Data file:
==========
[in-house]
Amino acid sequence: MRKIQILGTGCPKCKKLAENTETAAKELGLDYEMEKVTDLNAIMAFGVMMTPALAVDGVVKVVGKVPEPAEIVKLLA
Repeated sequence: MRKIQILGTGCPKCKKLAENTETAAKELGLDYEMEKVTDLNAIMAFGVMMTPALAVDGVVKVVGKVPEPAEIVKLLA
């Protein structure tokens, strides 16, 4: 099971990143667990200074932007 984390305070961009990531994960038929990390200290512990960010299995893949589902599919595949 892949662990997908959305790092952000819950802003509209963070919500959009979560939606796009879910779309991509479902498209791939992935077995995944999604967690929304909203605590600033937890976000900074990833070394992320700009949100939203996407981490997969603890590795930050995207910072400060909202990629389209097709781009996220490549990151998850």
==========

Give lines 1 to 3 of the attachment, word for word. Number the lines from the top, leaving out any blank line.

[in-house]
Amino acid sequence: MRKIQILGTGCPKCKKLAENTETAAKELGLDYEMEKVTDLNAIMAFGVMMTPALAVDGVVKVVGKVPEPAEIVKLLA
Repeated sequence: MRKIQILGTGCPKCKKLAENTETAAKELGLDYEMEKVTDLNAIMAFGVMMTPALAVDGVVKVVGKVPEPAEIVKLLA